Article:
Loading presentation...

Present Remotely

Send the link below via email or IM


Present to your audience

Start remote presentation

  • Invited audience members will follow you as you navigate and present
  • People invited to a presentation do not need a Prezi account
  • This link expires 10 minutes after you close the presentation
  • A maximum of 30 users can follow your presentation
  • Learn more about this feature in our knowledge base article

Do you really want to delete this prezi?

Neither you, nor the coeditors you shared it with will be able to recover it again.


Isak Borenstein

No description

Elizabeth Caboy

on 24 April 2013

Comments (0)

Please log in to add your comment.

Report abuse

Transcript of Isak Borenstein

Interview with Isak Borenstein with Madison, Madison and Elizabeth Q: Where are you originally from? A: Radom, Poland. Q: At the beginning of the war, what precautions did you take? A: When Hitler first invaded Poland, I fled to Russia. Shortly after I got a job as a carpenter, Hitler invaded Russia. Then I joined the Russian army. Q: What happened when you joined the Russian army? A: In our first battle, we were captured before we could defend ourselves and we were lead to a prisoner of war camp. I am sorry that I didn't get the chance to fight. Q: What happened after you were captured? A: I changed my name from Borenstein to Broniewski as to not be identified as a Jewish person. Before we were taken to the prisoner of war camp I managed to escape. Q: How did you manage to get away from the German soldiers before arriving at the camp? A: While we were marching, a Russian woman took me aside and hid me. She took care of me and took me to a different town. Q: What did you do once you got to the new town? A: I got a job at a hospital near by to earn bread and soup. I also joined the partisans, which was a guerrilla force operated in enemy occupied territory. I was arrested in the forest and taken to the prison in Dnepropetrovsk. Q: What happened at the jail? A: Somebody identified me as a Jew and I was taken down to a dark room about 6 feet wide and 25 feet long. I remained in the death chamber for 10 days with only one brick taken out for air. I was tortured was given cold showers and was beaten with leather straps until my skin turned the color of wood. I was lucky enough to make it out of there alive. Q: Where did you go after they let you out of the death chamber? A: I went back up to the jail where I met Ira Pogorelskaja and in love with her. She was a 19 year old blonde girl and she was very beautiful. I tried to find her after the war only to find out that she was never heard from again. Q: After the jail, what happened to you? A: I was put into a labor camp. The Russian army was coming near us to help so the German officers put us on a train. We were taken to Auschwitz, but there was no room for us so they took us to another camp. At Mauthausen, there was a checkpoint. You either went to work, to the ovens, or to the hospital if you were moderately sick. I was lucky enough to end up in the hospital Q: How did you escape Mauthausen? A: While I was in the hospital a Polish man recognized that I was a Jew, and he wanted to help me because he knew that I wouldn't survive in the hospital. He sent me to work in a factory that was inside of a mountain, which then exploded. I was then sent to various factories to work at, ending with a coal factory. Q: Where did you go after you worked in the coal factory? A: During the last days of the war before the American army came in, we worked on a barge. The guards then attempted to return us to the same came, but were stopped by an American soldier. I said to myself that it was time to go home. Q: Did you make it home safely? A: No, on my way home I was forced to enlist in the Russian army Q: How long were you in the Russian army? A: 14 months Q: What happened when you got out? A: I went and surprised my brother, the only surviving member of my family at the hospital. He was a broken man, it was hard. I did not recognized him. Q: Did you stay in Germany after the war? A: We lived in Germany for a few years, where I met my wife, another survivor from my home town, Radom. My wife, brother and I came to New Orleans in 1951 where we started a business. Sometimes I try to go back to my past and it's unbelievable for me. Sometimes I think I'm just dreaming.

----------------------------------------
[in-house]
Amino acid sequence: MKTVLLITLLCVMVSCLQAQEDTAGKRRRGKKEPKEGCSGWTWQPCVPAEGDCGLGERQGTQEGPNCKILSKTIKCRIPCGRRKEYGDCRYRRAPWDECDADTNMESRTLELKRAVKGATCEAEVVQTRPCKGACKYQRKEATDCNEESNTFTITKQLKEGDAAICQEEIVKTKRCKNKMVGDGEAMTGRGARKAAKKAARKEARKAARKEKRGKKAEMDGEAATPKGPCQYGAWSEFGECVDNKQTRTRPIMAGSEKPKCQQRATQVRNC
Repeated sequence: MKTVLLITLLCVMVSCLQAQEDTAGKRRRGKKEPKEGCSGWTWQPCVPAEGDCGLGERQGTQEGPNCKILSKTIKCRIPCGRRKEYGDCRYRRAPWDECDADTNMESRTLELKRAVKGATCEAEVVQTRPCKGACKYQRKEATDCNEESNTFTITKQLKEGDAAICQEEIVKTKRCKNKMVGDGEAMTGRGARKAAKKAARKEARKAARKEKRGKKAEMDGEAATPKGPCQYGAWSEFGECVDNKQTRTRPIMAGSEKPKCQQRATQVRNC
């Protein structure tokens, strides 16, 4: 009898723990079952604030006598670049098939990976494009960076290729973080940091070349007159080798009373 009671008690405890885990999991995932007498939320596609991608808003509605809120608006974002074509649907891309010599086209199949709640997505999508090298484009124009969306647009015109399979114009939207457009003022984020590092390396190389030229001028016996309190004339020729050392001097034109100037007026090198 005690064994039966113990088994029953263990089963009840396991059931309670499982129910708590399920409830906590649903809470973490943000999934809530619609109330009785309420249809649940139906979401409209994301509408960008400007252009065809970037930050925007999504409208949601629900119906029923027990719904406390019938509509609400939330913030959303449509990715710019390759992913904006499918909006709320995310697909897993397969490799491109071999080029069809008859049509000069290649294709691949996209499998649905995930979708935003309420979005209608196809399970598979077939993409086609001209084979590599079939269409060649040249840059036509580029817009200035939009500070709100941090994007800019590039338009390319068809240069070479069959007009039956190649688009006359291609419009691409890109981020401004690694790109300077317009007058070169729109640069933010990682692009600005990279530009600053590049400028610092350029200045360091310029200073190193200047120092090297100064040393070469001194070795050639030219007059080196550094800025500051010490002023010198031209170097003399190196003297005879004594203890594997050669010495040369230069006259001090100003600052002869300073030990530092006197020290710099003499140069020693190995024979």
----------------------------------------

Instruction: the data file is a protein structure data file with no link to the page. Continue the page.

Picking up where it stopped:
Full transcript